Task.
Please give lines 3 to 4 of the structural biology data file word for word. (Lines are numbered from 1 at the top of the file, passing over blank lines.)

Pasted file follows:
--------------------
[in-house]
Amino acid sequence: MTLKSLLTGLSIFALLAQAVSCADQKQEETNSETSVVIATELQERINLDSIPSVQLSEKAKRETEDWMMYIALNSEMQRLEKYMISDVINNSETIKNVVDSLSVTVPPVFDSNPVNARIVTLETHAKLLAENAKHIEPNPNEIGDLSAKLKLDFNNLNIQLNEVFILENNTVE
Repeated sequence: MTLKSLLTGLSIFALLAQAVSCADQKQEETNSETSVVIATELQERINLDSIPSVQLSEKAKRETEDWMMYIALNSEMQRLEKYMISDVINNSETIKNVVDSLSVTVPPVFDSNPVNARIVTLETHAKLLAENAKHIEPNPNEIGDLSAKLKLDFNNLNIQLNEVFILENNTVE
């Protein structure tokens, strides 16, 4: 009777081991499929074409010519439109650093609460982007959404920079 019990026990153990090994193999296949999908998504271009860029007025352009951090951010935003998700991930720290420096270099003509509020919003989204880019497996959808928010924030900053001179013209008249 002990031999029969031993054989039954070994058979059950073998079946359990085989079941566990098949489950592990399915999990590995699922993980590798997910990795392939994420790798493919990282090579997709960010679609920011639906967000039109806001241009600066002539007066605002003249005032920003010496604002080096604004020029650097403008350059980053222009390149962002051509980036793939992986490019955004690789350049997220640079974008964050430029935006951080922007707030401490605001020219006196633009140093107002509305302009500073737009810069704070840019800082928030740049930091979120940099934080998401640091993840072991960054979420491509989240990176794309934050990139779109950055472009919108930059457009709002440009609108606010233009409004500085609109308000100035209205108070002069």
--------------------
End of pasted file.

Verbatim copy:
Repeated sequence: MTLKSLLTGLSIFALLAQAVSCADQKQEETNSETSVVIATELQERINLDSIPSVQLSEKAKRETEDWMMYIALNSEMQRLEKYMISDVINNSETIKNVVDSLSVTVPPVFDSNPVNARIVTLETHAKLLAENAKHIEPNPNEIGDLSAKLKLDFNNLNIQLNEVFILENNTVE
């Protein structure tokens, strides 16, 4: 009777081991499929074409010519439109650093609460982007959404920079 019990026990153990090994193999296949999908998504271009860029007025352009951090951010935003998700991930720290420096270099003509509020919003989204880019497996959808928010924030900053001179013209008249 002990031999029969031993054989039954070994058979059950073998079946359990085989079941566990098949489950592990399915999990590995699922993980590798997910990795392939994420790798493919990282090579997709960010679609920011639906967000039109806001241009600066002539007066605002003249005032920003010496604002080096604004020029650097403008350059980053222009390149962002051509980036793939992986490019955004690789350049997220640079974008964050430029935006951080922007707030401490605001020219006196633009140093107002509305302009500073737009810069704070840019800082928030740049930091979120940099934080998401640091993840072991960054979420491509989240990176794309934050990139779109950055472009919108930059457009709002440009609108606010233009409004500085609109308000100035209205108070002069």